It’s All Good 

Over the last few months, I have felt totally unable to write anything that I thought would remotely be of interest to anyone. I’ve tried time and again to find the words to write, and they have evaded me on each and every attempt.      
I have always tried to be honest on this blog, as gloriously flaky and infrequent as it is. The only editing I generally do is to correct spelling and grammar, rather than the basic content of what has spilled out of my head onto ‘paper’, so to speak.

With this in mind, I went back over my old posts recently and found the ones about when we were newly-arrived in Australia, and how difficult it was for me to settle. We recently marked our 8th year here, and so this is my updated take on the whole journey. 

With this milestone, I decided to say in this post that I no longer feel guilt for admitting that part of me still feels a pull back to my English roots, especially at times of traditional family celebrations like Christmas and milestone birthdays. 
I find it almost refreshing to realise that where I live, and the experiences I have had here, have shaped me into a much more resilient and practical person but missing people does not mean I am ungrateful for the life I live here…it makes me human. 

For too long, I felt very wary of saying this out loud in case it came across as negative, backward-thinking or it upset other people (always my biggest concern). 

Emigration is a very different experience from person to person, (even within a family unit) and so it’s impossible and very wrong to say how someone should or shouldn’t feel towards it. 
After eight years here, I feel able to say that I’ll always be English at heart despite the fact that I love Australia and the people and things that have shaped my life here. 

I’ve heard other immigrants say that they consider themselves solely Australian now, and that they feel no connection at all to their country of origin. Although I respect that feeling of belonging, of ‘coming home’, its not one that I personally identify with, because I believe that both countries are amazing; that the experiences I have had and the opportunities I’ve been given in both places can’t be crystallised into pitting one country against the other.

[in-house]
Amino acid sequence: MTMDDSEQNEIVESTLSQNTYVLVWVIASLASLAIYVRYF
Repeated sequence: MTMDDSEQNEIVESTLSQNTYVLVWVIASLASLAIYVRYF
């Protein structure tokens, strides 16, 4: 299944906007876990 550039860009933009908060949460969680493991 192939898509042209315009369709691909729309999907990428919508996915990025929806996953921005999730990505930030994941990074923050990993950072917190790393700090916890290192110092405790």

For me, put simply, I feel lucky to have lived in both places and it’s just too complex an issue for me to compare the two. Anyone who knows me well is also aware that we didn’t move because we hated the UK (far from it); we did it to broaden our horizons and push ourselves, and I think we’ve achieved that aim.

We may speak the same language, we may drive on the same side of the road, but in many respects Australia and the UK are very different places and I’m a product of living in both (but if you want a snapshot comparison without prejudice from me, Australian coffee makes its English couterpart taste like swamp fodder and the pubs are much better in England). 

I’m proud to have taken the path I’ve taken, but for me it’s not been an easy one. Yes, I live within a stone’s throw of the beach and I can plan sunny barbecues on any given day without having a wet weather plan, but I didn’t see my mum on her 70th birthday or sing Slade songs with the extended family at Christmas (we’ve done that once in the last eight years).

My personal feelings won’t be shared by everyone, and I understand and completely respect that. But I’ve finally made peace with the fact that I’ll always feel English – a little displaced, even – but very privileged to live in another country and embrace its diverse beauty and opportunities. 

Taking each day at a time and forcing nothing, that’s the biggest lesson I’m learning. And the realisation that I’m now feeling at peace with the fact that I’ll probably always feel like I’m a little ‘on the outside’ here is completely okay, too. Actually, it’s more than okay…it’s essential. 

As always, thanks for reading. Have a super day. 

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Time For Another Chapter In Life…

Dearest Douglets

I have decided that this will be the last blog entry about our move to Australia. Part of me feels that I’ve really put myself out there by writing down my innermost thoughts on our experience of trying a new life, and surprisingly, I’m not a natural ‘sharer’ of all things personal.

It hasn’t been easy to remember or recount some of the more difficult times, although there have been many more such episodes that I haven’t written about. Suffice to say that I’m much more resilient (and wiser) than I used to be, and that those things could have happened wherever in the world we may have been at the time.